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Midget Imaginaire - Scheinzwerg

The imaginary midget

This is an attempt to transpose a concept deeply rooted in the German cultural context into another language. Bear with me.
Over at Omnisophie Professor Dueck has a column titled " Scheinzwerge" (loosely translated: imaginative dwarfs|midgets|gnomes), dealing, besides others, with the Greek crisis.
It draws heavily on a very German childhood classic " Jim Button and Luke the Engine Driver". In this famous children book and string puppet play we meet Mr. Tur Tur who is a imaginative giant (Scheinriese). From a distance Mr. Tur Tur looks like a huge giant, but the closer you come, the more normal he appears until you close enough to see that he's a normal person.
Now the "Scheinzwerg" in Dueck's article is just the opposite: the further away you are the smaller it appears. Once you are close, you see the real dimension, which tends to be way bigger than estimated, imagined or even feared.
In real life that doesn't refer to people but rather tasks, problems or missions.
We are all familiar with "Scheinriesen", that impossible huge looking task (learn to swim, to cycle, to play an instrument, or ask for permission), that shrank when we got close.
The other type is as common, but hidden in plain sight. So I shall name it " Midget Imginaire", short   MI - which is the accepted abbreviation for what it turns into when getting close enough: "Mission impossible". Now if you happen to be Ethan Hawke, all is good. For the rest of us some samples:
  • We will grow double digits, faster than the market
  • Just change the application architecture the week before life
  • The [insert-crisis] can be easily solved by [insert 140 characters or less]
  • They are just 5 little changes, the deadline must not  be moved
  • Become world champion, we know how: run 100m in 8 sec
  • Hire 9 women to give birth to one child in a month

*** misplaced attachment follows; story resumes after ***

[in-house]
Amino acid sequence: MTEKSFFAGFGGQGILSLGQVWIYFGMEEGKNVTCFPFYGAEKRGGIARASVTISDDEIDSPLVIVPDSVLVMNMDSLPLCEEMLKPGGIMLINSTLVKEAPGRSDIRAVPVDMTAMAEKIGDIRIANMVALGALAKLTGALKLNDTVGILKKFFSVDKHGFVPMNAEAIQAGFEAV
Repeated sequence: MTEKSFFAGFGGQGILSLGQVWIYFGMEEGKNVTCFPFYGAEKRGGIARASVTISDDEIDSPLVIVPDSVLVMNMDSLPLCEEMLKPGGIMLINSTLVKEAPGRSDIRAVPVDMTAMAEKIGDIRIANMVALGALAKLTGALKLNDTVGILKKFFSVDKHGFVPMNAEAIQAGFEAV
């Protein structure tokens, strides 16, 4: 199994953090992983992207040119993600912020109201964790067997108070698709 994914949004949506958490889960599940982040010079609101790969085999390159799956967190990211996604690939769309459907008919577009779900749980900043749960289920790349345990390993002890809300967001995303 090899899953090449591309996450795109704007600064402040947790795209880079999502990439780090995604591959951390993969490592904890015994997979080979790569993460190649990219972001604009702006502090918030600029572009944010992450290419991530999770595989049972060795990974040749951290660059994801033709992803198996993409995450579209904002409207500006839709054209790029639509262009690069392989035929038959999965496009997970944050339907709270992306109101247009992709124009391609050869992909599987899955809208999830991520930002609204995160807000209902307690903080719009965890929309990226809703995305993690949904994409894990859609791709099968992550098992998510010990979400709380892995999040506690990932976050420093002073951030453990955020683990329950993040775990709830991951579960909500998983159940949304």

The MI are the single biggest source of eternal tension between management (corporate and political) and executing experts (anyone: " I don't want to hear problems, I want solutions, you have 10 minutes").
Since management has (necessarily?) distance to operations (the big picture needs a vantage point to be seen), a lot of MI appear really tiny (just lets hire the right talent, never mind that pay, reputation and markets that don't have them available to us) and stuttering in execution is interpreted as incompetence or defiance.
In return the "Gods from Olympus" are seen as living in heavenly spheres (also known as management reality distortion field).

The solution is simple (I hope you can see the irony in this statement): We need to add "watching out for Midgets Imaginaire" to our professional portfolio of conduct.

Here's my transcript, I wouldn't dare to call it translation, of the original article. Stuff in brackets and the head lines aren't in the original article. You should be familiar with the Greek crisis, and the German reunification, but you might not have heard about the behind-schedule-over-budget new BER airport in Berlin (a MI extraordinaire). Enjoy (links added by me, not in the original text):

Scheinzwerge oder Viele Probleme werden größer, wenn man sie anpackt (Griechenland)

Michael Ende introduced a wonderful figure and concept, Mr. Tur Tur the imaginary giant. He is a normal elderly person with a twist, seen from a distance he looks larger and larger, like a giant. If you are not afraid and approach him, he turns out to be a normal person. In a distance he doesn't appear smaller, but larger! He constantly bemoans that, but it does have its perks.
A lot of celebrities are imaginary giants. They appear larger than life, but when we encounter them as person, without makeup and ghostwritten wise-sounding playbooks - well, they are surprisingly normal, rather disappointing. Many know that, so lots of celebrities and top manager avoid the common man.
But there are also - and I shall explain it - imaginary gnomes|dwarfs|midgets (remark: I'll call them Midgets Imaginaire MI, like above). They haven't been discovered yet, but they are actually more important. MI are like really huge giants who look puny when seen from a distance. Only when you approach them, you will realise, that they are humongous large giants, but from a distance you didn't need to be afraid. I'd like to warn you: such MI are among us, but we will only know them, once we get close.

The MI disguised as airport

A prime example is the BER airport close to Berlin. It couldn't become operational a few years ago, only because something like a "complicated fire rescue ladder" was missing - at least this is how it looked like from a distance. "Quick lets add a little fire safety and open a few days later!" Strangely it wasn't that easy and on a closer inspection larger and larger problems surfaced. Get it? The problems with the BER airport have not been labeled as a MI, potentially even now.